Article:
Federal Reserve Chairman Ben Bernanke said Tuesday the stimulus package being crafted by President-elect Barack Obama and Congress could provide a "significant boost" to the sinking economy. But he warned that such a recovery won't last unless other steps are taken to stabilize the shaky financial system.
Although Bernanke has previously endorsed the notion for a fresh round of government stimulus to lift the country out of a recession, it marked the first time the Fed chief has referenced the roughly $800 billion recovery plan now being worked on by Obama, who takes office next week. Obama envisions a blend of tax cuts and increased government spending, including on big public works projects, to make up the stimulus plan.
Bernanke, who didn't weigh in on the details of the evolving package, made clear that such a recovery plan was needed as part of a broader, multi-pronged government response to combat the worst financial crisis to hit the U.S. and the global economy since the 1930s.
"The incoming administration and the Congress are currently discussing a substantial fiscal package that, if enacted, could provide a significant boost to economic activity," Bernanke said in a speech to the London School of Economics.
"In my view, however, fiscal actions are unlikely to promote a lasting recovery unless they are accompanied by strong measures to further stabilize and strengthen the financial system," he warned. "History demonstrates conclusively that a modern economy cannot grow if its financial system is not operating effectively."
To help on that front, the Fed is loaning out billions to financial companies and buying mounds of companies' debt to help bust through the debilitating credit clog. And the Treasury Department is overseeing a $700 financial bailout program that has pledged to inject $250 billion into banks in return for partial government ownership. Some money from the bailout pot also is being used to guarantee against possible losses from risky assets held by Citigroup Inc.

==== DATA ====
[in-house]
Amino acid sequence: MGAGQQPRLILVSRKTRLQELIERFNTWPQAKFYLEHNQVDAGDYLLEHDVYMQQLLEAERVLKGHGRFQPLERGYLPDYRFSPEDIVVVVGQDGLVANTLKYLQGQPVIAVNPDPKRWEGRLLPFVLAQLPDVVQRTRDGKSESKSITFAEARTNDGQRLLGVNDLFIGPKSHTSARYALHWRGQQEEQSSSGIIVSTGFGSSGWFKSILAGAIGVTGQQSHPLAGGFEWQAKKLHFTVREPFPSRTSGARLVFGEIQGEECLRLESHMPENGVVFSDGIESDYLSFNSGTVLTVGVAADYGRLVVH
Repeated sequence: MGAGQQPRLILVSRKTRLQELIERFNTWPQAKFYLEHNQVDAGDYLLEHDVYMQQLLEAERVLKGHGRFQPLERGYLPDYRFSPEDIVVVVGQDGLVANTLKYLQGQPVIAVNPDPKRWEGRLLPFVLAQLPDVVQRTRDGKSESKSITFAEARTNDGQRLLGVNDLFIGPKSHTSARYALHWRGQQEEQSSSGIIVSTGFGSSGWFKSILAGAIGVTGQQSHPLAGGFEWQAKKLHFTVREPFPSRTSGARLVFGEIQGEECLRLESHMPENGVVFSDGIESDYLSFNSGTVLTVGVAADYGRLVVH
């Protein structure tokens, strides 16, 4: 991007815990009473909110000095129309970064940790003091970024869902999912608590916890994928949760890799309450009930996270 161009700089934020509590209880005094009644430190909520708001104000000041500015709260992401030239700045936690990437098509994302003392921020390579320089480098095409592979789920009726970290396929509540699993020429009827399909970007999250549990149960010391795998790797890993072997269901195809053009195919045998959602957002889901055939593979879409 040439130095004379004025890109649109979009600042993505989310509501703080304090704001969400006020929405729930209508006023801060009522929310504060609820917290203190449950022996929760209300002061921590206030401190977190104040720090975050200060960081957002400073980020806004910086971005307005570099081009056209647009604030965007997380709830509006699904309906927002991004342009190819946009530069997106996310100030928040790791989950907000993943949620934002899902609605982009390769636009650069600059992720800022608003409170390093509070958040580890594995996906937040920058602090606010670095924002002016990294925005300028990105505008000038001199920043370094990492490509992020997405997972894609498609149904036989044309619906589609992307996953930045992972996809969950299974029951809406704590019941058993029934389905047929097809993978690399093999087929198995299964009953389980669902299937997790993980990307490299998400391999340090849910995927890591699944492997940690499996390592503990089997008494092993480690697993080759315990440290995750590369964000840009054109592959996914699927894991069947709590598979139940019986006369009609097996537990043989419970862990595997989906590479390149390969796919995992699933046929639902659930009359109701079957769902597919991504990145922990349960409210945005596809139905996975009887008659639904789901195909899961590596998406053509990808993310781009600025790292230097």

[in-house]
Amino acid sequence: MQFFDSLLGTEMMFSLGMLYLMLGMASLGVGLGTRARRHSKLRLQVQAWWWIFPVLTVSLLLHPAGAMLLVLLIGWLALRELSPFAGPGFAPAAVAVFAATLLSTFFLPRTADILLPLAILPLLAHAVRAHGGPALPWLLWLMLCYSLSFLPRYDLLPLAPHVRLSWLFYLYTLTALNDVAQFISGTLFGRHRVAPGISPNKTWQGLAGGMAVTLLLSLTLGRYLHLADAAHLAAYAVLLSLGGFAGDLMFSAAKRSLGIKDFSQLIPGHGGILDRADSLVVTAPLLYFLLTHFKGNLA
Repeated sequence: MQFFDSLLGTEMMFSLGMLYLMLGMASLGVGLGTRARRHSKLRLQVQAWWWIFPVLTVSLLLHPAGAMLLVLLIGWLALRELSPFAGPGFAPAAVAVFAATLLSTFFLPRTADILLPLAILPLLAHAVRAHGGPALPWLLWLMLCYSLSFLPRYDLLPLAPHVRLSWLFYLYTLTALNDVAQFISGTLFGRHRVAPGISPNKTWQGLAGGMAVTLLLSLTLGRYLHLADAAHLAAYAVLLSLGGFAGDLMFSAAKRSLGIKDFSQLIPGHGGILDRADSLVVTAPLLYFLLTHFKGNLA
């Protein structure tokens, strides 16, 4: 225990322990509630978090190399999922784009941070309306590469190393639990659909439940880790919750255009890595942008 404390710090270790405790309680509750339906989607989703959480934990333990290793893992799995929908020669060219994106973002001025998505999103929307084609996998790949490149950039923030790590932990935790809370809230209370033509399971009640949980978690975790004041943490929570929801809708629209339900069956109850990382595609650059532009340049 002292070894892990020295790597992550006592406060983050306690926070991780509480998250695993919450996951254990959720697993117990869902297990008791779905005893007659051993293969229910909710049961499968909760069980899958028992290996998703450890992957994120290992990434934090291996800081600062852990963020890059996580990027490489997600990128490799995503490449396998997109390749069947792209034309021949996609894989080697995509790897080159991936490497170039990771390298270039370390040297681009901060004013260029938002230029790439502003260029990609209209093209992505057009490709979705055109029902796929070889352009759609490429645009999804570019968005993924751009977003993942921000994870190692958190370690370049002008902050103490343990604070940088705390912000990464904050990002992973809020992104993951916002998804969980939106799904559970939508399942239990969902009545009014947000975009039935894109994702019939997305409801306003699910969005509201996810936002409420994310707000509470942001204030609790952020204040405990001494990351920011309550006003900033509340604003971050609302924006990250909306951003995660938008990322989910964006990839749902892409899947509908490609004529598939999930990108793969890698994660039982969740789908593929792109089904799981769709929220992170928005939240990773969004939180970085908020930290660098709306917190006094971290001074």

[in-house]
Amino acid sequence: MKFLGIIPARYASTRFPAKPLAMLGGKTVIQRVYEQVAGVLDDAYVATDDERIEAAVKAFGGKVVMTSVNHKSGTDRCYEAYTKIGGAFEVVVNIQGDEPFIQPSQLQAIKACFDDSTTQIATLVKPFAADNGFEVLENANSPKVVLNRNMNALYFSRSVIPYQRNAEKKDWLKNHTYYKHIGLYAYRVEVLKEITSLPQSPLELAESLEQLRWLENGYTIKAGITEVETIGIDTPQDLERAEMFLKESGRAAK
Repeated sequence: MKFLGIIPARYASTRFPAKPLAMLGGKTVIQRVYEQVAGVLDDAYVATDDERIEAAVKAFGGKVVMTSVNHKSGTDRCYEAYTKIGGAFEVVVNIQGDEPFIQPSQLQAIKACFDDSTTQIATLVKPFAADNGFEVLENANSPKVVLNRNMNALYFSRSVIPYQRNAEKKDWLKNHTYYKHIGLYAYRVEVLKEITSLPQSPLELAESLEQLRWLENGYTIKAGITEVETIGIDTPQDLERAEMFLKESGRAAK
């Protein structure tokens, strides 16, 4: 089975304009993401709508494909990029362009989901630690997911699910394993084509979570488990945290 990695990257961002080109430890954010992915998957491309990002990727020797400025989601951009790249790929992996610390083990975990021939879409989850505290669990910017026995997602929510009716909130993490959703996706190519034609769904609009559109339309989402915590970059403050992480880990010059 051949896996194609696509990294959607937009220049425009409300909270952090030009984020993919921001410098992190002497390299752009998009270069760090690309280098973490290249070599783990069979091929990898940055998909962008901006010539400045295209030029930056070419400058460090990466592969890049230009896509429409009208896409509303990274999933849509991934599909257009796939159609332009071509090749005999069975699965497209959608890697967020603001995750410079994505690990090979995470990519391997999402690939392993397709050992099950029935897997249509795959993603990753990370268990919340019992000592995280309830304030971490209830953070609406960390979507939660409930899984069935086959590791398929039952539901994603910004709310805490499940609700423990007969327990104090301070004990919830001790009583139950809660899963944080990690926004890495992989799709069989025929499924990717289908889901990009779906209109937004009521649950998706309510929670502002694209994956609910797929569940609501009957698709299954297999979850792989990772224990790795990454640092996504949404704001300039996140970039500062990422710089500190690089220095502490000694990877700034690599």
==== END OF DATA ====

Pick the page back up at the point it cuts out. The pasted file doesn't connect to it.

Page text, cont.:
Bernanke said "more capital injections and guarantees may become necessary" to stabilize financial markets and spur more lending. If Obama's incoming Treasury secretary Timothy Geithner decides to remove toxic assets from financial institutions' balance sheets - the original but abandoned strategy under the $700 billion bailout - Bernanke suggested some options to do that.
Public purchases of the troubled assets are one way to go, he said. Another option is to provide asset guarantees under which the government would agree to absorb - presumably in exchange for warrants or some other form of compensation - part of the prospective losses on specified portfolios of rotten assets held by banks. Yet another approach would be to set up and capitalize so-called "bad banks," which would buy assets from the financial institutions in exchange for cash and equity in the bad bank.
Some Americans and some on Capitol Hill have been upset about Treasury's management of the $700 billion program, which has provided aid to financial companies and others on Wall Street - some of whom are blamed for getting the country into economic the mess in the first place - while other struggling industries get little or no assistance.
Bernanke said he understands this concern, but added: "This disparate treatment, unappealing as it is, appears unavoidable."
The United States' economic system is critically dependent on the free-flow of credit, Bernanke said. It is like the economy's oxygen. As it has been cut off, the economy has sunk deeper into recession, taking Americans' jobs with it.
Washington policymakers, Bernanke said, "must therefore do what they can to communicate to their constituencies why financial stabilization is essential for economic recovery and is therefore in the broader public interest."
Obama's political skills will be put to a high-stakes test with Congress as he seeks assess to the second half of the $700 billion bailout pot. Congress has a 15-day deadline to reject the request, which President George W. Bush made on Obama's behalf on Monday.
Even as the U.S. battles the current crisis, it must move to prevent future ones. To be effective, international cooperation is needed, Bernanke said.
"A clear lesson of the recent period is that the world is too interconnected for nations to go it alone in their economic, financial and regulatory policies," Bernanke said. "International cooperation is thus essential if we are to address the crisis successfully and provide the basis for a healthy, sustained recovery."